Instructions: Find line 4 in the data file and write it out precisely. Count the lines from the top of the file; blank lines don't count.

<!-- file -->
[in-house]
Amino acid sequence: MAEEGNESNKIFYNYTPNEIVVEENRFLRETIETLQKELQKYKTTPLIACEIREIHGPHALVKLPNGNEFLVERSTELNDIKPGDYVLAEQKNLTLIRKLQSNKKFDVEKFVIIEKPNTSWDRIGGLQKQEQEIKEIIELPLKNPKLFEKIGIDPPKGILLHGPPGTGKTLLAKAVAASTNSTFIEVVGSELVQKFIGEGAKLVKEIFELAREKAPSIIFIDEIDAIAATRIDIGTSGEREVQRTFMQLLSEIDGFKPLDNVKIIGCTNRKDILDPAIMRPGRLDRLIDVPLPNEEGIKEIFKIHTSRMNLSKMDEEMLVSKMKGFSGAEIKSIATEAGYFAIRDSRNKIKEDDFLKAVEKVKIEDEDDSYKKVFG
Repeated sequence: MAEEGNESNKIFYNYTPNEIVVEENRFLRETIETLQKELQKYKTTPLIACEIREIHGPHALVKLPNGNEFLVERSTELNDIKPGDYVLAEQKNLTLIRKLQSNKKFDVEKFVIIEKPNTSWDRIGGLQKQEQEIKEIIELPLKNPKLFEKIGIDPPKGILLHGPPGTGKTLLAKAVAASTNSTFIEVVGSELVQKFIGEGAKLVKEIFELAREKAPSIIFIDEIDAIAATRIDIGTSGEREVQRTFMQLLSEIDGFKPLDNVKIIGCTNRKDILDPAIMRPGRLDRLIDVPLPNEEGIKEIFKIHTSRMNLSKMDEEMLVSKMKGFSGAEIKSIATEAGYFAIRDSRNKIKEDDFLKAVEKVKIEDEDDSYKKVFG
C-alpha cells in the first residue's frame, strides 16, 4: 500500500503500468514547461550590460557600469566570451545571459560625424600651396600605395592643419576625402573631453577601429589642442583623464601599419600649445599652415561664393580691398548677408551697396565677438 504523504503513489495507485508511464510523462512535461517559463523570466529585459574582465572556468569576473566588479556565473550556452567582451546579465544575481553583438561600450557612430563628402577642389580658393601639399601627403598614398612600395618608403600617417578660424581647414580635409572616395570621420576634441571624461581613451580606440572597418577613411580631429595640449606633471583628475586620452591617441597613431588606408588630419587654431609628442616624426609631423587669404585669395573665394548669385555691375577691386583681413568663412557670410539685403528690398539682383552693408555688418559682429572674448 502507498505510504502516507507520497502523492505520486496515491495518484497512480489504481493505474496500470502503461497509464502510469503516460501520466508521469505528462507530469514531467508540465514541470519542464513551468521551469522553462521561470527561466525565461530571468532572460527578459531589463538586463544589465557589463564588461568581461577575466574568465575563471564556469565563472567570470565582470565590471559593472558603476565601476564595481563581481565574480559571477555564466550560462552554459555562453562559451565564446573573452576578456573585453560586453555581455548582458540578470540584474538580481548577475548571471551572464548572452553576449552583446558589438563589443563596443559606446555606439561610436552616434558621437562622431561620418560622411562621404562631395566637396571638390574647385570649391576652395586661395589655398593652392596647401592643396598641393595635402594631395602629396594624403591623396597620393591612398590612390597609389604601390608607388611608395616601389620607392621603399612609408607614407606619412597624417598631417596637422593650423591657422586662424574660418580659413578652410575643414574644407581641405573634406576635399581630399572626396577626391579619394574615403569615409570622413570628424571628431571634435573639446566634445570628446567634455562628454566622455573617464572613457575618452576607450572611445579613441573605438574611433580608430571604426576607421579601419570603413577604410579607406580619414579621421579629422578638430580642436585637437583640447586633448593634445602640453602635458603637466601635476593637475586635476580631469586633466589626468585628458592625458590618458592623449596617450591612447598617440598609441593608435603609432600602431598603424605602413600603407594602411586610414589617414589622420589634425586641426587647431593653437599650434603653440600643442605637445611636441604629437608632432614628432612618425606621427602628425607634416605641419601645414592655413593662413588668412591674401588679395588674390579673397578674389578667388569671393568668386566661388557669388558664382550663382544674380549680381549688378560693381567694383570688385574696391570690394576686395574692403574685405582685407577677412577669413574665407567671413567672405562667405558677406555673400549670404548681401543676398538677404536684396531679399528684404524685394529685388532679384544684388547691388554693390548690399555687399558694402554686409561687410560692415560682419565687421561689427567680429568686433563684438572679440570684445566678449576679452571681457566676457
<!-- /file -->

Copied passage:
C-alpha cells in the first residue's frame, strides 16, 4: 500500500503500468514547461550590460557600469566570451545571459560625424600651396600605395592643419576625402573631453577601429589642442583623464601599419600649445599652415561664393580691398548677408551697396565677438 504523504503513489495507485508511464510523462512535461517559463523570466529585459574582465572556468569576473566588479556565473550556452567582451546579465544575481553583438561600450557612430563628402577642389580658393601639399601627403598614398612600395618608403600617417578660424581647414580635409572616395570621420576634441571624461581613451580606440572597418577613411580631429595640449606633471583628475586620452591617441597613431588606408588630419587654431609628442616624426609631423587669404585669395573665394548669385555691375577691386583681413568663412557670410539685403528690398539682383552693408555688418559682429572674448 502507498505510504502516507507520497502523492505520486496515491495518484497512480489504481493505474496500470502503461497509464502510469503516460501520466508521469505528462507530469514531467508540465514541470519542464513551468521551469522553462521561470527561466525565461530571468532572460527578459531589463538586463544589465557589463564588461568581461577575466574568465575563471564556469565563472567570470565582470565590471559593472558603476565601476564595481563581481565574480559571477555564466550560462552554459555562453562559451565564446573573452576578456573585453560586453555581455548582458540578470540584474538580481548577475548571471551572464548572452553576449552583446558589438563589443563596443559606446555606439561610436552616434558621437562622431561620418560622411562621404562631395566637396571638390574647385570649391576652395586661395589655398593652392596647401592643396598641393595635402594631395602629396594624403591623396597620393591612398590612390597609389604601390608607388611608395616601389620607392621603399612609408607614407606619412597624417598631417596637422593650423591657422586662424574660418580659413578652410575643414574644407581641405573634406576635399581630399572626396577626391579619394574615403569615409570622413570628424571628431571634435573639446566634445570628446567634455562628454566622455573617464572613457575618452576607450572611445579613441573605438574611433580608430571604426576607421579601419570603413577604410579607406580619414579621421579629422578638430580642436585637437583640447586633448593634445602640453602635458603637466601635476593637475586635476580631469586633466589626468585628458592625458590618458592623449596617450591612447598617440598609441593608435603609432600602431598603424605602413600603407594602411586610414589617414589622420589634425586641426587647431593653437599650434603653440600643442605637445611636441604629437608632432614628432612618425606621427602628425607634416605641419601645414592655413593662413588668412591674401588679395588674390579673397578674389578667388569671393568668386566661388557669388558664382550663382544674380549680381549688378560693381567694383570688385574696391570690394576686395574692403574685405582685407577677412577669413574665407567671413567672405562667405558677406555673400549670404548681401543676398538677404536684396531679399528684404524685394529685388532679384544684388547691388554693390548690399555687399558694402554686409561687410560692415560682419565687421561689427567680429568686433563684438572679440570684445566678449576679452571681457566676457